AM editor Greg Phillips, Lanie and Missy
AM editor Greg Phillips, Lanie and Missy

Missy, you’ve very open in interviews in about why you left music. What sort of things have you put in place to ensure you don’t go down that path again? Are you a different person?

Missy: I think I am a slightly different person in that I am not so gung-ho about achieving so much. Now I am a bit more relaxed and thinking I need longevity in my career. I don’t necessarily need to reach a certain level in America or sell a certain amount of records. I just really want to have fun doing it. If I work myself too hard like I did on the last album, I am going to just taking these massive breaks in between albums. Which is fine I guess but it’s not really sustainable. I don’t want to keep burning myself out and having to go away and then come back. I’d much rather do it in a more manageable way. Maybe take a few more breaks every now and then.

Is it difficult to actually enjoy the music making experience with so many other factors to consider as a professional musician such as interviews and photo shoots, etc?

Missy: I think what got me after a while was the small amount per day I got to actually play music. Even when things got really exhausting, I still really loved the couple of hours at the end of the day when I got to play live. It’s the rest, the traveling, everything else involved that seemed a useless way to be spending my time.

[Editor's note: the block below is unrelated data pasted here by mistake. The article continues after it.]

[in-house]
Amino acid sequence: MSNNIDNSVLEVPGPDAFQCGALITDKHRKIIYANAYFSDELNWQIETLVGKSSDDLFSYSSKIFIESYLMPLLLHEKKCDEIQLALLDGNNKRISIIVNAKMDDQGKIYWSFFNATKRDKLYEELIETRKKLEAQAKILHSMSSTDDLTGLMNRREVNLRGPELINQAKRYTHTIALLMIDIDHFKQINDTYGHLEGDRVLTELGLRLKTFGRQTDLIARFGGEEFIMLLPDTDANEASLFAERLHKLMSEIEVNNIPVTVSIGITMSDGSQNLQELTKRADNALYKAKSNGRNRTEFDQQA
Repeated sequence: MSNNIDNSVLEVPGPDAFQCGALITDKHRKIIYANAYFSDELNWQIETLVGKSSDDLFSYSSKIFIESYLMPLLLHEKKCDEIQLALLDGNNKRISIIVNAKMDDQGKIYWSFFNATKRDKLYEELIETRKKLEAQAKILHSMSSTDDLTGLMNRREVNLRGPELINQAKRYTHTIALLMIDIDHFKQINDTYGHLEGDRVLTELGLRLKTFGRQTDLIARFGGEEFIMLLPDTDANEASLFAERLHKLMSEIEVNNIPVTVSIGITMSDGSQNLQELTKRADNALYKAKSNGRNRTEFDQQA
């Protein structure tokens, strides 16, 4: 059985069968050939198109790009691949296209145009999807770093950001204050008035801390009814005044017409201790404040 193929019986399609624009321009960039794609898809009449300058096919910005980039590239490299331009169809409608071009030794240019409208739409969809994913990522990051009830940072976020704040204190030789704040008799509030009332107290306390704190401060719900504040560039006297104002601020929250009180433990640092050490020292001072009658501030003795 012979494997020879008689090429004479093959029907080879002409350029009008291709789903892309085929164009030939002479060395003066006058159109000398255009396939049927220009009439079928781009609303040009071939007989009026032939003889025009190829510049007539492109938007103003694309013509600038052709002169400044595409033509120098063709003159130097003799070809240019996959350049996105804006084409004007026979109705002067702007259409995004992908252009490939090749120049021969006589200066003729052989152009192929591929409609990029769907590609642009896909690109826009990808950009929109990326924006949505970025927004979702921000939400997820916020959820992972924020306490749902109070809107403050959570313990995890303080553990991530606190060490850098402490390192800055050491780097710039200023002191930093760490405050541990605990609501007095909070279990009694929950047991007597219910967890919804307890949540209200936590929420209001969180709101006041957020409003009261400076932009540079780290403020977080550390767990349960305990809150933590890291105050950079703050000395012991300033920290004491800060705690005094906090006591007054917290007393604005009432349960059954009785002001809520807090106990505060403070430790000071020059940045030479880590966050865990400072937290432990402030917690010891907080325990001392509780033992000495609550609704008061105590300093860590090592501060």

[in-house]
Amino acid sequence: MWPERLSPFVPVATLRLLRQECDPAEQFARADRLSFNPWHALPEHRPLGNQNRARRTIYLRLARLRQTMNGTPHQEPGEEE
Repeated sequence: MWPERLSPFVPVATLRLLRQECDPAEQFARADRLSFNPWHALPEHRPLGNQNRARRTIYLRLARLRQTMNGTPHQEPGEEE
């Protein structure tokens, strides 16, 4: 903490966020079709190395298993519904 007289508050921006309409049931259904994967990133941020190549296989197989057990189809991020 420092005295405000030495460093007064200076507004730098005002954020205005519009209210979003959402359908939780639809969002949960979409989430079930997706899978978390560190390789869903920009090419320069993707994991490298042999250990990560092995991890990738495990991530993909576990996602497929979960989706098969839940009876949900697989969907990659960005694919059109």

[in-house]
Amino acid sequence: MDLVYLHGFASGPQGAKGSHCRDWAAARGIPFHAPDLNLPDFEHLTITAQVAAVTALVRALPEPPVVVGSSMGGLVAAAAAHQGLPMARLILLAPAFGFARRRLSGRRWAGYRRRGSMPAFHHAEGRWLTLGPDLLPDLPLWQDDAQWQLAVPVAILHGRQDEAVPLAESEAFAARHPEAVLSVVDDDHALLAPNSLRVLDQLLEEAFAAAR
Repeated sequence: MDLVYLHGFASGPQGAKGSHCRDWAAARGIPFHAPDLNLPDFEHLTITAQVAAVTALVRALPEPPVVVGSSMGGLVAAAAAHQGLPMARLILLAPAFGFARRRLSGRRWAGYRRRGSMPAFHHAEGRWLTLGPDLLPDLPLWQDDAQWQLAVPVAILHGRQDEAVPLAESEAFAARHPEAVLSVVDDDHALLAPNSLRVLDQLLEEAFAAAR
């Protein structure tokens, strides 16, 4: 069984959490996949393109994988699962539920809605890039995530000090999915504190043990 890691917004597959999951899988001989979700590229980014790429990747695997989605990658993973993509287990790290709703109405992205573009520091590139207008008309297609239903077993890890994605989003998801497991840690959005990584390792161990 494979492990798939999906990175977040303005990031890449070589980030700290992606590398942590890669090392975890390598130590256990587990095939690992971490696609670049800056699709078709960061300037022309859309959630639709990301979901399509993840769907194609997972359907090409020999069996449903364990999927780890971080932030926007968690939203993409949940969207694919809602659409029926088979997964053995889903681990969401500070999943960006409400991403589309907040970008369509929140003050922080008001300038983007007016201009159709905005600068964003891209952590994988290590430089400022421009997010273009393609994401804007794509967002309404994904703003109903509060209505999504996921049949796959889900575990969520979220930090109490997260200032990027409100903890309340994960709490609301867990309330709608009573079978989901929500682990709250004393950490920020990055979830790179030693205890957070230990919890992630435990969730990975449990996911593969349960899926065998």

Lanie: That whole thing about being able to enjoy the moment, that’s something I have been writing about a lot.  I feel like there are three ways you can ideally deal with something. You can accept it. Just surrender to it and let it be or you can have a really amazing enthusiasm for something, and think we are so lucky that we get to do what we do. A lot of people don’t have that in their life. There’s always a problem. I am constantly trying to not have problems in my life. I know the bad parts of me which could be that problem-making person but I also know that I am not going in that direction. I am consciously trying to go in the other direction and enjoy every moment, even if it’s kind of boring. But maybe I’ll be like you Missy and in five years, I’ll go fuck …